Nomura Yoshitaro (1919-2005) directed eight adaptations of books by Matsumoto Seichô (1909-92), who wrote a lot of very popular detective fiction, as well as winning the Akutagawa Prize (Japan’s top literary award) in 1953 for Aru ‘Kokura-nikki’ den (The Legend of the Kokura-Diary). I prefer “Zero Focus” (Zero no shôten, 1961) and “The Chase” (Harikomi, 1958) to the more honored 1974 “Suna no utsuwa” (The Castle of Sand), which was the biggest box-office success of Nomura’s career. (I was underwhelmed by their 1970 “The Shadow Within” and will get to the 1978 “Demon.”)
I was unable to suspend disbelief that the haiku-writing Inspector Imanishi (Tanba Tetsuro) could solve the case of a corpse, killed by blunt-force trauma to the front of the head, found in the Tokyo rail yard. He and his gung-ho young partner, Detective Yoshimura (heartthrob Morita Kensaku) find waitresses in a bar who overheard the now-dead man and a younger men they can only vaguely describe saying “Kaneda” several times. That and a misplaced (and never explained!) accent are the only clues—and both clues are misunderstood for long times.
I find it difficult to believe that the Tokyo Railroad Police would allow Inspector Imanishi to travel to multiple locations, where some traces of the victim and/or the murderer are. It turns out that the murdered man, Miki (Ogata Ken), was a retired policeman who Ryû Chishû (playing an abacus maker) and others recall as saintly, so there is no one anyone can point to as having had a grudge against.
Detective Yoshimura retrieves fragments of a torn-up bloodstained shirt, and even meets the upscale bar waitress (Shimada Yôko).who spread it like confetti out the window of a speeding train. She flees without providing any information about who gave her the shirt to dispose of.
There is an explanation of sorts of the murder, spread across a very, very melodramatic and wordless sequence of flashbacks to the war years and an overripe piano concerto being premiered by well-connected rising start composer/conductor/pianist Waga Eiryô (Kat Gô).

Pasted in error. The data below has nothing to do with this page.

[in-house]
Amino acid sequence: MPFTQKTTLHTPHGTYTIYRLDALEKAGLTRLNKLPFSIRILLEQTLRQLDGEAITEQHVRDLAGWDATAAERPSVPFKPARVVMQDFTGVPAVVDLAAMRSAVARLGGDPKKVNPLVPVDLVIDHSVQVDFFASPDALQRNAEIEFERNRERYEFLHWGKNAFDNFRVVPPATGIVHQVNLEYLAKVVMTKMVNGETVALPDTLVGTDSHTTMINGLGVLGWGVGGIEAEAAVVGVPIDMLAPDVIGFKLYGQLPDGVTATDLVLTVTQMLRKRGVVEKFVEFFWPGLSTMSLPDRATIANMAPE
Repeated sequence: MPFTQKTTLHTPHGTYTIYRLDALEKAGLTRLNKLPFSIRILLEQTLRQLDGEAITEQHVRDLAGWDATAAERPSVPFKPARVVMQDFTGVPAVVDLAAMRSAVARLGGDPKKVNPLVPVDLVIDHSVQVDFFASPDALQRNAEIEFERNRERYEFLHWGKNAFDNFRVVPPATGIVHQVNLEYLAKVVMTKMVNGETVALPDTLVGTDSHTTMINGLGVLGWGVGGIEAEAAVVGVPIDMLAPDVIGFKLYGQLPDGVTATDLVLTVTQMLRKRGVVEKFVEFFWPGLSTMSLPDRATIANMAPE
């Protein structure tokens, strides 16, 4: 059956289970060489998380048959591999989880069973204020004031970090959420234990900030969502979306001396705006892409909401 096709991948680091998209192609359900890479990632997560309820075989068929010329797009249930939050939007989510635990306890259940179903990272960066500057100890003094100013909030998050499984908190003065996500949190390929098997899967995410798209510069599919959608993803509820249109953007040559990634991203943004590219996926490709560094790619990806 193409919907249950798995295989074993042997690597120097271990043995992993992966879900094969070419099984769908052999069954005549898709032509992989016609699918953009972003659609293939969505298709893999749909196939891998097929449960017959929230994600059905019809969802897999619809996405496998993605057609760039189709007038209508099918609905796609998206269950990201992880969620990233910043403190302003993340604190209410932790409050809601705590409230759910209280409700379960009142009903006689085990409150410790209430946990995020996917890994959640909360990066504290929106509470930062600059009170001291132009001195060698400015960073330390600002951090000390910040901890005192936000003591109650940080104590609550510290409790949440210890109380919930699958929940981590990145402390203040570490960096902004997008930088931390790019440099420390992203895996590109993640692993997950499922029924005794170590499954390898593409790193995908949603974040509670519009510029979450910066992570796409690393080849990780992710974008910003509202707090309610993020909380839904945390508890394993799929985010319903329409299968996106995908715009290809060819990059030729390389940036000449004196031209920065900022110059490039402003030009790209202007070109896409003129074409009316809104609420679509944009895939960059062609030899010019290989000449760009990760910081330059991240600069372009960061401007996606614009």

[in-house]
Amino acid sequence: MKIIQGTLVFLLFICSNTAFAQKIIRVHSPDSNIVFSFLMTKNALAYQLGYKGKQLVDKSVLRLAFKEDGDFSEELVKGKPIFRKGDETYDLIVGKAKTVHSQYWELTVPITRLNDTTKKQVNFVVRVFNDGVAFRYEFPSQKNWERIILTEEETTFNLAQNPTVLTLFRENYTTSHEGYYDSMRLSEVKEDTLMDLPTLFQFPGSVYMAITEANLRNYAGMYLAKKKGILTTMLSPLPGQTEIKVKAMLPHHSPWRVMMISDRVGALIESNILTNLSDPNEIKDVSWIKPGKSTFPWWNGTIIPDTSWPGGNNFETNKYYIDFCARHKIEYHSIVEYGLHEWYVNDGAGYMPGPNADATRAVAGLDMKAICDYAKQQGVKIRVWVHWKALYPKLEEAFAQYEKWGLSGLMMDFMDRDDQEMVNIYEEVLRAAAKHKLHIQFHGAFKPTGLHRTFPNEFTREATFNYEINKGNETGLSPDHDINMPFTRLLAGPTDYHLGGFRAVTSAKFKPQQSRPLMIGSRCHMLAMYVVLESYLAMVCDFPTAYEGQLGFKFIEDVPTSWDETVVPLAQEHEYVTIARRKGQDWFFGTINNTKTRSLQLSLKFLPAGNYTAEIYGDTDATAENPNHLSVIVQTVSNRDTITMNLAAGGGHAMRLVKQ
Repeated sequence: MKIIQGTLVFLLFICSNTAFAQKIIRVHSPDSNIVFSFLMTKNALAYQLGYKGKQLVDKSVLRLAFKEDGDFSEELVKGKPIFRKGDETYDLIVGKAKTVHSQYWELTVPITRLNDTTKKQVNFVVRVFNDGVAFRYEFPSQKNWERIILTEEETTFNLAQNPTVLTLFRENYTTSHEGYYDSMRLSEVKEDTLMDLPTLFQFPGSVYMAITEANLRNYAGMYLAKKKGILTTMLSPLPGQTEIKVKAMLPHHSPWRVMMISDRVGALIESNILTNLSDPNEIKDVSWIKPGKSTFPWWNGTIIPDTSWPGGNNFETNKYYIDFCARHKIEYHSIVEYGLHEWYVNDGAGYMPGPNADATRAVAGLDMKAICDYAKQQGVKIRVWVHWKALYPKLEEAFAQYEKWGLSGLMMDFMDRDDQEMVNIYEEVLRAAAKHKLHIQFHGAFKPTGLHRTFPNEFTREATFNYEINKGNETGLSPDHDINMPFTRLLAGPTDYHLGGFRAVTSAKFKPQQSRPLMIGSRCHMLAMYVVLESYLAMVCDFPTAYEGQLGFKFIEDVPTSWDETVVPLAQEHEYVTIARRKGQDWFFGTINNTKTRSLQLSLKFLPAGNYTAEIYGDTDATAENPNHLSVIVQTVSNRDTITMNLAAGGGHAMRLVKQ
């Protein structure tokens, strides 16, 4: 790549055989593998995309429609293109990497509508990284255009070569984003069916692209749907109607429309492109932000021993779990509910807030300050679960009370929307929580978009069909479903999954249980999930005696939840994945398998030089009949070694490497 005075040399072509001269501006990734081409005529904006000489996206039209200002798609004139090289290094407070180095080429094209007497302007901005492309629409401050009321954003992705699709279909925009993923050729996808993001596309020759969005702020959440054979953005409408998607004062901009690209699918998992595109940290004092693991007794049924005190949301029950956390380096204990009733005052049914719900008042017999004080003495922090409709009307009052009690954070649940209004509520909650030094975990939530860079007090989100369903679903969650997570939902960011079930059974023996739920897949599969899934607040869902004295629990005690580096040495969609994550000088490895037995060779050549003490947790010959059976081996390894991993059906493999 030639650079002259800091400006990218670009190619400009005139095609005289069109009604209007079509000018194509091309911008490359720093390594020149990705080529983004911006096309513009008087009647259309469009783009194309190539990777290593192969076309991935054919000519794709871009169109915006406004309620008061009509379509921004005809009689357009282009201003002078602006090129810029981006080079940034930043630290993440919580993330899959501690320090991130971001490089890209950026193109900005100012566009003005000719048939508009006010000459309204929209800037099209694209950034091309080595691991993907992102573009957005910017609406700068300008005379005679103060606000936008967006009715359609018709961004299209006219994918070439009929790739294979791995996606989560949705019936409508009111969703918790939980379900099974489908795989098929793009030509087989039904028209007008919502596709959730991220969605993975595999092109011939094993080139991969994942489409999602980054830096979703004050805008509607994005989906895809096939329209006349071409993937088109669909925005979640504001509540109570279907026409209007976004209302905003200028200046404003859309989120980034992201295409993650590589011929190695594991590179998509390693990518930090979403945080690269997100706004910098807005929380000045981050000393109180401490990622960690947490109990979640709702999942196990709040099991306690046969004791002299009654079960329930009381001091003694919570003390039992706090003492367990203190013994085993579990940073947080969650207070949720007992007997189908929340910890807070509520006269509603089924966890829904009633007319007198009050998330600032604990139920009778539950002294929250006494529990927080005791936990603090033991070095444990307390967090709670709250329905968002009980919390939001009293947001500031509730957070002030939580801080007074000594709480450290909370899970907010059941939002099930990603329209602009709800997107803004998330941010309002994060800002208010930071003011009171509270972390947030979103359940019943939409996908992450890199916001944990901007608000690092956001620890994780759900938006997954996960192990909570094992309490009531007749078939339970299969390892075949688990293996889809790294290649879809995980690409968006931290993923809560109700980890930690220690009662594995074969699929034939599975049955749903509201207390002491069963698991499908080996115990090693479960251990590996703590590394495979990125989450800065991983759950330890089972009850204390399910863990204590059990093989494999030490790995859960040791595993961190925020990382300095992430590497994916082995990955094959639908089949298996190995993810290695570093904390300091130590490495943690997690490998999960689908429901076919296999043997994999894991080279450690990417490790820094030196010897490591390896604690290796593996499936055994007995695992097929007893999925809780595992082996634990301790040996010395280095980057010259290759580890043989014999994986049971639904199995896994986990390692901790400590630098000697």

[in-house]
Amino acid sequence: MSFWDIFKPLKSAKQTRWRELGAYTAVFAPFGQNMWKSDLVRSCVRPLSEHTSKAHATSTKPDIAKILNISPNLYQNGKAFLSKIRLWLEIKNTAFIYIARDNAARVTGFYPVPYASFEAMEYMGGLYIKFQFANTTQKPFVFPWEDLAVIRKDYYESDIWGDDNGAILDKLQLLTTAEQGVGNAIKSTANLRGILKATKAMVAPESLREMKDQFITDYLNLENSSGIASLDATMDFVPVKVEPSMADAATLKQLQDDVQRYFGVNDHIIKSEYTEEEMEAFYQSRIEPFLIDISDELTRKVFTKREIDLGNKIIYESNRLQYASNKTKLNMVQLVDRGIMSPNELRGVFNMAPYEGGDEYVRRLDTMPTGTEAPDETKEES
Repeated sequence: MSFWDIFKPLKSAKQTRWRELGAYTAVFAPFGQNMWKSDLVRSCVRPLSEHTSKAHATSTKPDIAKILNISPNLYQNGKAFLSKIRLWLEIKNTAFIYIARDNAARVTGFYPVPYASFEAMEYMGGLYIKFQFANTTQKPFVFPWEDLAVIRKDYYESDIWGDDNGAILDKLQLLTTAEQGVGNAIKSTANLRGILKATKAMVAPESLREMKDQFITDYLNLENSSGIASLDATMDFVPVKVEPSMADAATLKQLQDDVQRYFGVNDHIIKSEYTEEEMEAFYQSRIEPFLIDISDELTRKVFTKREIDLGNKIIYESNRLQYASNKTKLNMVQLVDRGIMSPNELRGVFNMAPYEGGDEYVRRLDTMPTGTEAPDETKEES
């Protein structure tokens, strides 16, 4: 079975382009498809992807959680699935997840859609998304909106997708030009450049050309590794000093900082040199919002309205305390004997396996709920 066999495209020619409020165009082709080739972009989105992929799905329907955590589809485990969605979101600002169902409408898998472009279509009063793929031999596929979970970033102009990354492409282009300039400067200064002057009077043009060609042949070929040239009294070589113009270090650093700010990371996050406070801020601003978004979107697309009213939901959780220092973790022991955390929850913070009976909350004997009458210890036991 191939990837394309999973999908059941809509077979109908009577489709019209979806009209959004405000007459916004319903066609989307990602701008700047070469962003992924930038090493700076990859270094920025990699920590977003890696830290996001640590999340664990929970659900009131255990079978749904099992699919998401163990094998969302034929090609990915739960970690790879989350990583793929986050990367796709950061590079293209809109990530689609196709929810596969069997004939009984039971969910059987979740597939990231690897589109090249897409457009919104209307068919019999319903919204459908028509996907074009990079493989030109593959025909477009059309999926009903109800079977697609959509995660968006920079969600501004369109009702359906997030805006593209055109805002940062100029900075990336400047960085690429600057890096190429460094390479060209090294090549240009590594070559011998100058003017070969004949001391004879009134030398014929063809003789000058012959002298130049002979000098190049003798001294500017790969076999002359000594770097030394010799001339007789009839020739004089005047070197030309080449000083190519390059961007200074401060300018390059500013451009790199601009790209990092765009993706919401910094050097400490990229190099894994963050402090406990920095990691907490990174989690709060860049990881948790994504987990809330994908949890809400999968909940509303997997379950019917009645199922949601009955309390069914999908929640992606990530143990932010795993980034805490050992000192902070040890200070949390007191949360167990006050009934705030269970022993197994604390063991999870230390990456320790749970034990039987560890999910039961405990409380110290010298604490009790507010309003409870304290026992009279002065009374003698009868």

I guessed whodunit fairly early in the proceedings, can’t believe that, however determined and willing to travel he was, Inspector Imanishi could have put the pieces together. The “why” is tragic in multiple ways, though I also can’t believe that the murderer killed Miki (in psychological terms, that is; I don’t doubt that Inspector Imanishi is going to arrest the one who did the deed, just that he would…). There are also two romances (both of them rather one-sided: the women loving him) for Waga. I gather that in Matsumoto’s novel, Inspector Imanishi has a wife, but she is dead in the movie version, so providing no distraction from his obsessive investigation.
Various deplorable prejudices, and class differences bordering on caste-like, are critically shown, along with a very harrowing childhood. At the start of the movie and again much later, a boy is shown hollowing out piles of sand he has made and pouring water into the hollow. Of course, the sand cannot hold the water, which seeps down. He decapitates some of these drained towers and lines them up on a plank. “Utsuwa” in the Japanese titles of both novel and movie means “container” (or bowl”, not “castle”; “suna” does mean “sand”. (Even then, the usual English construction is “sand castle,” not “castle of sand”!) Perhaps Matsumoto intended these as a metaphor for futility, but they have nothing at all to do with the plot, which is already plenty complicated in an overly long (if frequently travelogue scenic) movie, often beautifully filmed by Kawamata Takashi with lots of trains (a major plus for me).
The title of the English translation of the novel is the mundane but at least obviously relevant (not to mention alliterative) Inspector Imanishi Investigates.I have no idea why the usual English word order (Sand Castle) is not used for the English title.
The musical overkill in “Zero Focus” and “The Castle of Sand” exceeds anything Kinoshita Chûji did (I don’t doubt with Keisuke’s consent) to Kinoshita Keisuke movies.
©2016, Stephen O. Murray